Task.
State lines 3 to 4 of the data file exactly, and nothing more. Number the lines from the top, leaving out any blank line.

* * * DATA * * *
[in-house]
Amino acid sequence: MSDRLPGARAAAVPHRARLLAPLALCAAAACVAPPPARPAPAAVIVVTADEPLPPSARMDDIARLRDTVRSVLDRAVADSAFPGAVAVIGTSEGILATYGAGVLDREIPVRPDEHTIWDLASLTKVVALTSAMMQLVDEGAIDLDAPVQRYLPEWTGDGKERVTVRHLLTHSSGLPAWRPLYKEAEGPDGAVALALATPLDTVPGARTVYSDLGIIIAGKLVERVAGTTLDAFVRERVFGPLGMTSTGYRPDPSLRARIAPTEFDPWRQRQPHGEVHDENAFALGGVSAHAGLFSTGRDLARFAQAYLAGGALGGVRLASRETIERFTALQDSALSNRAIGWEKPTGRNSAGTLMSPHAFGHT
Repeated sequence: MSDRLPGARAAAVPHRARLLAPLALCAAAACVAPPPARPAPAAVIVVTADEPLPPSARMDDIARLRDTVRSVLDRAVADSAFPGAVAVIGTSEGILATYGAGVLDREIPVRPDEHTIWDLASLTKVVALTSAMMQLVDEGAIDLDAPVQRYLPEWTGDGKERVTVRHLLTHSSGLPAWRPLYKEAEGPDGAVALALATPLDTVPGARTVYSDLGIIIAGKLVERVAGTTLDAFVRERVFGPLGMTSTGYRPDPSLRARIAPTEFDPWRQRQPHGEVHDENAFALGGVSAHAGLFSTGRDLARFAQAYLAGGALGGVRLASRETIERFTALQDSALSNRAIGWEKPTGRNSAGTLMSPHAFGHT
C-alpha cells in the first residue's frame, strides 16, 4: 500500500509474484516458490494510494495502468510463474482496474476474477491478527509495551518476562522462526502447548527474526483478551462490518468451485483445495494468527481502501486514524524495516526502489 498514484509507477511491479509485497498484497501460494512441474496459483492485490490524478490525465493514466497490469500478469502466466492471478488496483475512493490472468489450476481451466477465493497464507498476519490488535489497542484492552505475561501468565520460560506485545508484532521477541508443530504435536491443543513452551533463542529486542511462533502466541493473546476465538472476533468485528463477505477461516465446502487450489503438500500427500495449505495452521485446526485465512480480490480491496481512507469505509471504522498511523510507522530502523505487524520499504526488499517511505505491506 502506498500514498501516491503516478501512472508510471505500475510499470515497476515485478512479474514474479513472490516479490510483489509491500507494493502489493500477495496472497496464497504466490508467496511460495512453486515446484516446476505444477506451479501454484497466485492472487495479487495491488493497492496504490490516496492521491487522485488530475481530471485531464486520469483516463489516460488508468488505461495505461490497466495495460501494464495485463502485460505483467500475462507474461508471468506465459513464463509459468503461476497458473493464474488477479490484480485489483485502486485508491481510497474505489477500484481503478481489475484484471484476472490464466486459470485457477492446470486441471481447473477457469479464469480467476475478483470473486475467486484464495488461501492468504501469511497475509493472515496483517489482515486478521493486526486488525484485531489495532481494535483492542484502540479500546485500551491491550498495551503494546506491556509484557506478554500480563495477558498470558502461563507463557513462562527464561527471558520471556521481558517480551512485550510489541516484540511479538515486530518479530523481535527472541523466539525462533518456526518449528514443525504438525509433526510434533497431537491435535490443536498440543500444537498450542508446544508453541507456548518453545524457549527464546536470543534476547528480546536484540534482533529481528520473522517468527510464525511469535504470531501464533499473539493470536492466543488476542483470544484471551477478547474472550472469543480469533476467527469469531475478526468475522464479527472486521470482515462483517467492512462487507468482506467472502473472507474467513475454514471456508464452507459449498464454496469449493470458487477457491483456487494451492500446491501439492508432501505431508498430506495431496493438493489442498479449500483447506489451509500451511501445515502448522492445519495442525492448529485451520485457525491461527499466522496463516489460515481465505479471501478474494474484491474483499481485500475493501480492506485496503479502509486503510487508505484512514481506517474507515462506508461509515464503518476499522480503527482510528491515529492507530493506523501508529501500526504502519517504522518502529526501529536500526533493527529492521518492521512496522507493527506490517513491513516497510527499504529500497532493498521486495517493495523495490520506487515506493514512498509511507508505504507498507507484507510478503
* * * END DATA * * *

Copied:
Repeated sequence: MSDRLPGARAAAVPHRARLLAPLALCAAAACVAPPPARPAPAAVIVVTADEPLPPSARMDDIARLRDTVRSVLDRAVADSAFPGAVAVIGTSEGILATYGAGVLDREIPVRPDEHTIWDLASLTKVVALTSAMMQLVDEGAIDLDAPVQRYLPEWTGDGKERVTVRHLLTHSSGLPAWRPLYKEAEGPDGAVALALATPLDTVPGARTVYSDLGIIIAGKLVERVAGTTLDAFVRERVFGPLGMTSTGYRPDPSLRARIAPTEFDPWRQRQPHGEVHDENAFALGGVSAHAGLFSTGRDLARFAQAYLAGGALGGVRLASRETIERFTALQDSALSNRAIGWEKPTGRNSAGTLMSPHAFGHT
C-alpha cells in the first residue's frame, strides 16, 4: 500500500509474484516458490494510494495502468510463474482496474476474477491478527509495551518476562522462526502447548527474526483478551462490518468451485483445495494468527481502501486514524524495516526502489 498514484509507477511491479509485497498484497501460494512441474496459483492485490490524478490525465493514466497490469500478469502466466492471478488496483475512493490472468489450476481451466477465493497464507498476519490488535489497542484492552505475561501468565520460560506485545508484532521477541508443530504435536491443543513452551533463542529486542511462533502466541493473546476465538472476533468485528463477505477461516465446502487450489503438500500427500495449505495452521485446526485465512480480490480491496481512507469505509471504522498511523510507522530502523505487524520499504526488499517511505505491506 502506498500514498501516491503516478501512472508510471505500475510499470515497476515485478512479474514474479513472490516479490510483489509491500507494493502489493500477495496472497496464497504466490508467496511460495512453486515446484516446476505444477506451479501454484497466485492472487495479487495491488493497492496504490490516496492521491487522485488530475481530471485531464486520469483516463489516460488508468488505461495505461490497466495495460501494464495485463502485460505483467500475462507474461508471468506465459513464463509459468503461476497458473493464474488477479490484480485489483485502486485508491481510497474505489477500484481503478481489475484484471484476472490464466486459470485457477492446470486441471481447473477457469479464469480467476475478483470473486475467486484464495488461501492468504501469511497475509493472515496483517489482515486478521493486526486488525484485531489495532481494535483492542484502540479500546485500551491491550498495551503494546506491556509484557506478554500480563495477558498470558502461563507463557513462562527464561527471558520471556521481558517480551512485550510489541516484540511479538515486530518479530523481535527472541523466539525462533518456526518449528514443525504438525509433526510434533497431537491435535490443536498440543500444537498450542508446544508453541507456548518453545524457549527464546536470543534476547528480546536484540534482533529481528520473522517468527510464525511469535504470531501464533499473539493470536492466543488476542483470544484471551477478547474472550472469543480469533476467527469469531475478526468475522464479527472486521470482515462483517467492512462487507468482506467472502473472507474467513475454514471456508464452507459449498464454496469449493470458487477457491483456487494451492500446491501439492508432501505431508498430506495431496493438493489442498479449500483447506489451509500451511501445515502448522492445519495442525492448529485451520485457525491461527499466522496463516489460515481465505479471501478474494474484491474483499481485500475493501480492506485496503479502509486503510487508505484512514481506517474507515462506508461509515464503518476499522480503527482510528491515529492507530493506523501508529501500526504502519517504522518502529526501529536500526533493527529492521518492521512496522507493527506490517513491513516497510527499504529500497532493498521486495517493495523495490520506487515506493514512498509511507508505504507498507507484507510478503